On this day in 1936, Margaret Mitchell’s Gone With the Wind was published. It had been extensively promoted, chosen as the July selection by the Book-of-the-Month Club, and so gushed about in pre-publication reviews — “Gone With the Wind is very possibly the greatest American novel,” said Publisher’s Weekly — that it was certain to sell, though few predicted the sustained, record-breaking numbers. Though she had been eager and active for her fame, Mitchell too was caught off guard. One trip to an Atlanta department store for a dress ended with a clutch of curious women throwing back the fitting room doors to stare at Mitchell in her petticoat: “They wanted to know the size of my intimate wearing apparel. They screamed to one another about me as I stood there like an animal in a cage, one asking the other: ‘Ain’t she skinny?’ while still another observed: ‘I expected her to look more middle-aged around the hips.'”
As Mitchell and her biographers describe it, she was as much a prisoner of her Southern good manners as of others’ rudeness. When plans for the movie were underway, Mitchell opened her door one day to a white woman who felt she could be the ideal “Mammy,” with the aid of the burnt cork in her purse. Mitchell allowed her in for an impromptu audition, though she drew the line at the cork: “I sat on the blackening so she couldn’t put it on her face, and for forty minutes watched her play Mammy up and down the rug.”
Alice Randall apparently wrote The Wind Done Gone in protest over Mitchell’s skin-deep portrayal of Southern reality. Advance publicity, in this case the legal proceedings of the Mitchell Trust to squash the book as an unauthorized sequel, also made The Wind Done Gone a best-seller, and Randall too had people showing up at her door in costume — although in this case they were Confederate soldiers, and they didn’t care much if they got charged with killing the author of a parody or a rip-off. Randall envisions her novel as a “healing belly-laugh” enjoyable by all, though her heroine-narrator, the mulatto half-sister to “Other” (i.e. Scarlett), doesn’t find much that’s funny:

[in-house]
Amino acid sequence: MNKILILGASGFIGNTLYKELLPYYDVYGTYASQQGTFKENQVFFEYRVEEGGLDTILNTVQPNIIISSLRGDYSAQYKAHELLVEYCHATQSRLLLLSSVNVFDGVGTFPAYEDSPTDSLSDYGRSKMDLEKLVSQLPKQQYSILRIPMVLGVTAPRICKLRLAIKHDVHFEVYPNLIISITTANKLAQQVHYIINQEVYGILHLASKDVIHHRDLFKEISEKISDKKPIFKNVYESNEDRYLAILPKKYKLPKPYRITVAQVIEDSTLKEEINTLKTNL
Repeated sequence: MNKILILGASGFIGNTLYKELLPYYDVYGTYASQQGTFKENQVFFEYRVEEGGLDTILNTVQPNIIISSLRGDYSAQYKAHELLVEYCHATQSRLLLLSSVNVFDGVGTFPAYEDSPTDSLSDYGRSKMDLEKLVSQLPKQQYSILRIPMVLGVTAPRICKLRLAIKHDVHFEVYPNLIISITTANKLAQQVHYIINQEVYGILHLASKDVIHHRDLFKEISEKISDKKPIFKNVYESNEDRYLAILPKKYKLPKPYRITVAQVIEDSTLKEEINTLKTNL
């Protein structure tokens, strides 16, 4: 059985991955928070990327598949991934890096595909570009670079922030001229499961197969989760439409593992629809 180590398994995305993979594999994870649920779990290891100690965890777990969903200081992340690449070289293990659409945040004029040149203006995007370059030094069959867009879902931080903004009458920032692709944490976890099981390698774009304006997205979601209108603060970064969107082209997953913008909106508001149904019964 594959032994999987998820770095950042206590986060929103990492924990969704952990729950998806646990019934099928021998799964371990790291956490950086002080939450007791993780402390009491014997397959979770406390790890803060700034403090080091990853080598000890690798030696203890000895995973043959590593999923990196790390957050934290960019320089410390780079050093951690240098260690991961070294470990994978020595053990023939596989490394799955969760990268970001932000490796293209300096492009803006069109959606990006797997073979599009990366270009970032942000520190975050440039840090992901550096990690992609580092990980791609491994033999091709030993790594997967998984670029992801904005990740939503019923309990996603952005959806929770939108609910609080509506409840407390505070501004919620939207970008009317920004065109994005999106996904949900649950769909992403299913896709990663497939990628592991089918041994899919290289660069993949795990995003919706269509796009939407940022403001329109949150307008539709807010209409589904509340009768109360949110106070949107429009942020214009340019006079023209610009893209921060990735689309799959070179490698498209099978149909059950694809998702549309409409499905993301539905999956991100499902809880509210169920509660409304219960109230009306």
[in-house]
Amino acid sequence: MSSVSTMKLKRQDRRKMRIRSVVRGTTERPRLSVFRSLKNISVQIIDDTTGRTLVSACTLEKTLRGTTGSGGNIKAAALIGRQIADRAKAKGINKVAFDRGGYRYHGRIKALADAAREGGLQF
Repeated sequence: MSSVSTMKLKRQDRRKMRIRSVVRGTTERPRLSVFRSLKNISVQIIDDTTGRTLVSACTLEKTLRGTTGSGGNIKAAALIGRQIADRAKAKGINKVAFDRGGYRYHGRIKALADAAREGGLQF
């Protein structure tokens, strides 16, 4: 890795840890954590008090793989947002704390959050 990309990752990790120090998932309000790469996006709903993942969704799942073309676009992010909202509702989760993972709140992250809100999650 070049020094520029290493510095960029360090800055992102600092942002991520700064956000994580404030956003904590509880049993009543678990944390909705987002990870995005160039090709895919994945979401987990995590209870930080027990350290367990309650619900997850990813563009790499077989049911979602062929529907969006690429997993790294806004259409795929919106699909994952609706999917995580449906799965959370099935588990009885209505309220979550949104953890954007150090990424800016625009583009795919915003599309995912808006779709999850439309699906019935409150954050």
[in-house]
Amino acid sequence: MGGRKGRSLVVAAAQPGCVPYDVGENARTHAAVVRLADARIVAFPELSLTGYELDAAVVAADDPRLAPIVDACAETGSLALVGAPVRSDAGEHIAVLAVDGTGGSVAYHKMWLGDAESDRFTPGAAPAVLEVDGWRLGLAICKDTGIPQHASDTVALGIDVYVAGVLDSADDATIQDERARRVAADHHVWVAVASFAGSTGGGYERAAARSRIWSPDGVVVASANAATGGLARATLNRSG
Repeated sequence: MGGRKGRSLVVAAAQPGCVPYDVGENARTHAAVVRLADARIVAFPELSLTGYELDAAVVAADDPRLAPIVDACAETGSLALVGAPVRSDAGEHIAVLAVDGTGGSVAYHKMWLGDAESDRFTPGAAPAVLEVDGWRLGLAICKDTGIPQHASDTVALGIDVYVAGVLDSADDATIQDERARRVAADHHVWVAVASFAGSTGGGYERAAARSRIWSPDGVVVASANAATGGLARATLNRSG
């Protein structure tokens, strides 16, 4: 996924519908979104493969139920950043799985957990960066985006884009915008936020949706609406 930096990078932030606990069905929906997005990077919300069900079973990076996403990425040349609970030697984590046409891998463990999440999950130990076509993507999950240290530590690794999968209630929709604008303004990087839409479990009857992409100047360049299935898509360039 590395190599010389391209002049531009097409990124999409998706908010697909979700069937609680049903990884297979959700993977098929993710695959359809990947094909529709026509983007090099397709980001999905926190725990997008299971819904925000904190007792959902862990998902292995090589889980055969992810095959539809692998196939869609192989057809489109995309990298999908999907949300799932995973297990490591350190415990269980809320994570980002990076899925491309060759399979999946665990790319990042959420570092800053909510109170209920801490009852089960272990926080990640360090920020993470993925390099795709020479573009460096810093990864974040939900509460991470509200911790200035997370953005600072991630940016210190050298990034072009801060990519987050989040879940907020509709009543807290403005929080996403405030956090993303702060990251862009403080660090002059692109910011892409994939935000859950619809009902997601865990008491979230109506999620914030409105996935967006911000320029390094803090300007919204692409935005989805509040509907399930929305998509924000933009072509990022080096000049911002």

Mammy was my Mama. Even though she let me go, I miss her. I miss her every time I look into a mirror and see her eyes. Sometimes I comb through my long springy curls and pretend that the hand holding the comb is hers. But I don’t know what that looks like. Then I wish I was Other, the girl whose sausage curls I’ve seen Mammy comb and comb. I wish for the tight kinks of the comber or the glossy sausages of the combed. I wish not to be out of the picture. Mammy always called me Chile. She never called me soft or to her softness. She called me to do things, usually for Other, who she called Lamb. It was “Get dressed, Chile!” and “What’s mah Lamb gwanna wear?